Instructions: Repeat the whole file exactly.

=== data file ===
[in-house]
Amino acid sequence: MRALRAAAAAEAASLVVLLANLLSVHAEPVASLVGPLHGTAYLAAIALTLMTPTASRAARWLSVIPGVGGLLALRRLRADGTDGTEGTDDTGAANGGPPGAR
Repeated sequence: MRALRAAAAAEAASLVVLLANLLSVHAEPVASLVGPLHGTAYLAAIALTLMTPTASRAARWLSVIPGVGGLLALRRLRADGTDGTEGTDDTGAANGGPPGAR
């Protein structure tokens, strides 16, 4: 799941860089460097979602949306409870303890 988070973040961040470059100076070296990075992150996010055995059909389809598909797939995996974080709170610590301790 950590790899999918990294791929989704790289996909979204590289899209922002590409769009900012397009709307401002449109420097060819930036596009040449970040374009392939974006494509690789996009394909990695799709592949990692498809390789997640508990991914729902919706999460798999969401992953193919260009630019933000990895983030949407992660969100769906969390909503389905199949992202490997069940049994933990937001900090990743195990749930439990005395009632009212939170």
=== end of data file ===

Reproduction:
[in-house]
Amino acid sequence: MRALRAAAAAEAASLVVLLANLLSVHAEPVASLVGPLHGTAYLAAIALTLMTPTASRAARWLSVIPGVGGLLALRRLRADGTDGTEGTDDTGAANGGPPGAR
Repeated sequence: MRALRAAAAAEAASLVVLLANLLSVHAEPVASLVGPLHGTAYLAAIALTLMTPTASRAARWLSVIPGVGGLLALRRLRADGTDGTEGTDDTGAANGGPPGAR
């Protein structure tokens, strides 16, 4: 799941860089460097979602949306409870303890 988070973040961040470059100076070296990075992150996010055995059909389809598909797939995996974080709170610590301790 950590790899999918990294791929989704790289996909979204590289899209922002590409769009900012397009709307401002449109420097060819930036596009040449970040374009392939974006494509690789996009394909990695799709592949990692498809390789997640508990991914729902919706999460798999969401992953193919260009630019933000990895983030949407992660969100769906969390909503389905199949992202490997069940049994933990937001900090990743195990749930439990005395009632009212939170």